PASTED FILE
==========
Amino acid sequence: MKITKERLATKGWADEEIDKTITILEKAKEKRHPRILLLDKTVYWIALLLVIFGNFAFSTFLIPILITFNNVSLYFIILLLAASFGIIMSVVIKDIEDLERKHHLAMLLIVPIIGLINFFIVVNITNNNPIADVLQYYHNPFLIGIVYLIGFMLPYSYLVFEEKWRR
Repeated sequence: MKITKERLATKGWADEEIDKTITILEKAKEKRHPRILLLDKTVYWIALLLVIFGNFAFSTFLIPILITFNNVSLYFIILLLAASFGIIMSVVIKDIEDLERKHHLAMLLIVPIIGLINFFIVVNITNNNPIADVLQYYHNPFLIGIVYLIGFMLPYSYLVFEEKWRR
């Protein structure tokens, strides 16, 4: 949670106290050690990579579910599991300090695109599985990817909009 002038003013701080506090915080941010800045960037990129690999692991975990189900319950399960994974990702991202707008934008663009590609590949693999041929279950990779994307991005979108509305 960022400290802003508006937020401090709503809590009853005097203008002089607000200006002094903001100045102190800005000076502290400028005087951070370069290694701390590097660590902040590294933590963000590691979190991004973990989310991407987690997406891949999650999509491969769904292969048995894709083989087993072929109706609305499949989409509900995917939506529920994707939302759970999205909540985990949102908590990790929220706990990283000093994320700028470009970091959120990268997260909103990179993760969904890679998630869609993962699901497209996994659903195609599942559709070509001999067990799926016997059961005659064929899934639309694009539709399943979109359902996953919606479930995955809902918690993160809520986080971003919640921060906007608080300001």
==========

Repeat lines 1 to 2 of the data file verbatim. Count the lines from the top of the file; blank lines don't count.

Amino acid sequence: MKITKERLATKGWADEEIDKTITILEKAKEKRHPRILLLDKTVYWIALLLVIFGNFAFSTFLIPILITFNNVSLYFIILLLAASFGIIMSVVIKDIEDLERKHHLAMLLIVPIIGLINFFIVVNITNNNPIADVLQYYHNPFLIGIVYLIGFMLPYSYLVFEEKWRR
Repeated sequence: MKITKERLATKGWADEEIDKTITILEKAKEKRHPRILLLDKTVYWIALLLVIFGNFAFSTFLIPILITFNNVSLYFIILLLAASFGIIMSVVIKDIEDLERKHHLAMLLIVPIIGLINFFIVVNITNNNPIADVLQYYHNPFLIGIVYLIGFMLPYSYLVFEEKWRR